Around noon on 30 June from the southern part of the excavation a sweet fragrance was sensed and after some time the holy head of Saint Maxim became visible. Jumping ahead, let me say that the fragrance lasted several days. Work that night continued until almost 2:00 a.m. It was determined that the burial was on a wooden slab, which was completely preserved (about 15 cm. high), and that the holy remains were on the spot where according to the plat of 1745 the grave was located, and that besides the holy remains within the foundations of the chapel there were no other burials. After this it became clear that the sacred remains that had been discovered belonged to Saint Maxim the Greek.

On Tuesday 1 July a detailed report about the results of the work that had been conducted and about the disclosure of the sacred remains of Saint Maxim the Greek was made to the most holy patriarch. It was noted that historical and archaeological evidence, as well as the distinctly recognized fragrance, testified that the preserved sacred remains belonged to Maxim.

The patriarch gave his blessing for an anthropological examination of the preserved remains. That was done 2 July by the chief anthropologists of the Russian academy of sciences. The written affidavit stated that (1) the discovered remains belonged to a single person; (2) this person was male; (3) he died at about age 80.

A comparison of the sacred head with ancient drawings of Saint Maxim that the anthropologists made showed similarities. Thus, the expert conclusion of the anthropologists confirmed the previous conclusion that the remains belonged to Maxim the Greek.

The conclusions of the anthropologists on the same day were taken to the most holy patriarch. He gave his blessing for raising the remains on the next day, 3 July 1996. After this the work continued literally uninterrupted until the patriarch arrived. There was a break only from five to eight a.m.

It was decided that not the slightest part of the sacred relics would remain in the earth and that they would be raised as a single piece, that is, along with the slab and a layer of soil. For this it was necessary to dig out the soil under the slab, although the gray clay broke up very poorly and for a long time prevented lifting out the unitary item. Finally, by two in the afternoon the relics of Saint Maxim were transferred to a temporary casket, prepared for removal, and they were covered with a monastic cowl. The casket remained on the spot where the burial was found.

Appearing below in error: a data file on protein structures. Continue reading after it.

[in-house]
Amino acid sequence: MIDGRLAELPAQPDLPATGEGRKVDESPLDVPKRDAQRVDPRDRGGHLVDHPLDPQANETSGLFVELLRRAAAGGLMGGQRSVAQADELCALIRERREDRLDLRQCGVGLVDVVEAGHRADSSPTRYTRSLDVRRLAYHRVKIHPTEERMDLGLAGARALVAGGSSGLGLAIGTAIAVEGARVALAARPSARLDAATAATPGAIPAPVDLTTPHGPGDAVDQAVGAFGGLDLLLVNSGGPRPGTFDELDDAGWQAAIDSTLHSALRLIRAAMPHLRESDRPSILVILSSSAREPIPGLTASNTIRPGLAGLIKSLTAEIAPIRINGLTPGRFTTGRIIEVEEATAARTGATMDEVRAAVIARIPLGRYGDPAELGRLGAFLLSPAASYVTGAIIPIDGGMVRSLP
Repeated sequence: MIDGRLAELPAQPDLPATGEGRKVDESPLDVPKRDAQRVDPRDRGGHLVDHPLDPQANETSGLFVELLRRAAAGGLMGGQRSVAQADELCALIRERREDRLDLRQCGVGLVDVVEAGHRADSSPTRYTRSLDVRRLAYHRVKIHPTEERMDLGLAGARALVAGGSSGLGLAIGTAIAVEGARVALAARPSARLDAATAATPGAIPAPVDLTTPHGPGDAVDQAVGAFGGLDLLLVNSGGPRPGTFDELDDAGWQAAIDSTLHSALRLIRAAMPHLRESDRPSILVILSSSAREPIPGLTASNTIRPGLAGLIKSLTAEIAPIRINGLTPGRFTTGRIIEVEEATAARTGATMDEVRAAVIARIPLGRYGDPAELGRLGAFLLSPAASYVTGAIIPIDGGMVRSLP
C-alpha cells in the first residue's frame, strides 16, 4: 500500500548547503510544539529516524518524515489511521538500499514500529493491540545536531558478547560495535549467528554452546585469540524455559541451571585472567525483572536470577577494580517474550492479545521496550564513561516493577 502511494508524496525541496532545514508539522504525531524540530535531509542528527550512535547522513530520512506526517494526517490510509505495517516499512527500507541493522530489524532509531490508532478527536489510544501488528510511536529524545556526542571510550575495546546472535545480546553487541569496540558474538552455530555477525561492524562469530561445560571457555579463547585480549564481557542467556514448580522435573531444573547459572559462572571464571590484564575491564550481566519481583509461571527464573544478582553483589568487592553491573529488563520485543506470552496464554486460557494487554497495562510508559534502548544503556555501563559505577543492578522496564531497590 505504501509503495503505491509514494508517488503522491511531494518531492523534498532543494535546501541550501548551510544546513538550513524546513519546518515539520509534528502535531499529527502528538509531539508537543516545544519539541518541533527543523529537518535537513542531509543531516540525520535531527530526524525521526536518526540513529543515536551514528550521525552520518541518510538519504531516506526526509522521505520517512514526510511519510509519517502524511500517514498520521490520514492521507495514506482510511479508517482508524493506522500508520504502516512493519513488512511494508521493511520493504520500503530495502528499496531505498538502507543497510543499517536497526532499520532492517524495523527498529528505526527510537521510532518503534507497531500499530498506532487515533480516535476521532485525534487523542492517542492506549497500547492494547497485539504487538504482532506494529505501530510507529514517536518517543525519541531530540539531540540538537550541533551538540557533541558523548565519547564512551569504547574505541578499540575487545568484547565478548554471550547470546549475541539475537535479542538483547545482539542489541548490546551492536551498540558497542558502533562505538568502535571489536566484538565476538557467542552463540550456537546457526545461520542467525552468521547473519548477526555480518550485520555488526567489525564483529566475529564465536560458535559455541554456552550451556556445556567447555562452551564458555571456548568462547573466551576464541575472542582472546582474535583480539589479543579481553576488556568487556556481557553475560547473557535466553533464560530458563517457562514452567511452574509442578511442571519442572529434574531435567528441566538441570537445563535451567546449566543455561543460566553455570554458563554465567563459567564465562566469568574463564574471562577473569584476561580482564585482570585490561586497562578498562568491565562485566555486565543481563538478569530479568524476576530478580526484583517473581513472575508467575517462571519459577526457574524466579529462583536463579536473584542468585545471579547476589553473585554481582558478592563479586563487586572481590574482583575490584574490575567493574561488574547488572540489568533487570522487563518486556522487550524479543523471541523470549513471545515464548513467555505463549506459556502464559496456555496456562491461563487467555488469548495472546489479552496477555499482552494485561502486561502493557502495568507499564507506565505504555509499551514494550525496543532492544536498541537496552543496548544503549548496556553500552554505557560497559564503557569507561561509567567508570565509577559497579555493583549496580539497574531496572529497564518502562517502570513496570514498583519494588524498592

And then the sound of the bells announced the arrival of the archimandrite of the Holy Trinity Saint Sergius Lavra, the Patriarch of All Russia Alexis. As usual, the patriarch began his visit at the Lavra by venerating the holy relics of Saint Sergius in the Trinity Church. After the Trinity Church the patriarch went to the Church of the Holy Spirit for vesting. There the archimandrite conversed with the director and other residents of the Lavra and learned about the course of the excavations.

At 4:00 p.m. the patriarch, with Bishop Alexis of Orekhovo-Zueva, Feognost, director of the Lavra, and other priests, among whom was the dean of the annex of the Mount Athos Russian Monastery of Panteleimon, monastic priest Feoktist, went to the cathedral square. A prayer service to Saint Maxim the Greek was begun. After the reading of the Holy Gospel, the patriarch and the priest approached the excavation and the prayer continued over the sacred remains of Saint Maxim.

At the end of the prayer service to Saint Maxim, read by the most holy patriarch, the lavra choir under the direction of archimandrite Matfei Mormyl and the numerous pilgrims who attended the ceremony began to sing the doxology: "We bless you, our father Saint Maxim." During the singing of the doxology all the diggers raised the casket with the sacred remains and placed it at the edge of the excavation where the brothers of the Lavra and the residents of the Moscow annex of Saint Panteleimon's of Athens took it. As the singing continued the casket was born into the Church of the Holy Spirit, where it was placed on a specially prepared spot in the center of the church.

The year 1996 marks the 440th anniversary of the death of Saint Maxim the Greek. Saint Maxim came to the Lavra of Saint Sergius as a humble monk. The spiritual reason and experience of the Russian Orthodox Church matured in the humility and sufferings of Saint Maxim, in his steadfastness in matters of the truth faith, and in his devout life into a demonstration of the highest Christian piety and vigorous zeal in following the commands of Christ the Savior. The discovery of the sacred remains of Saint Maxim and the solemnity and joy on the occasion of this event were a worthy recompense for the multitude of the sufferings of his earthly life.

The discovery of the holy relics of Saint Maxim the Greek was a great holiday for both the Russian Orthodox Church and for all of Orthodoxy, for Saint Maxim is honored as a Saint by both the Constantinople and Greek Orthodox churches.

Bright and clear before our physical eyes this intercessor before Christ the Savior for us sinners and for our longsuffering Church has appeared.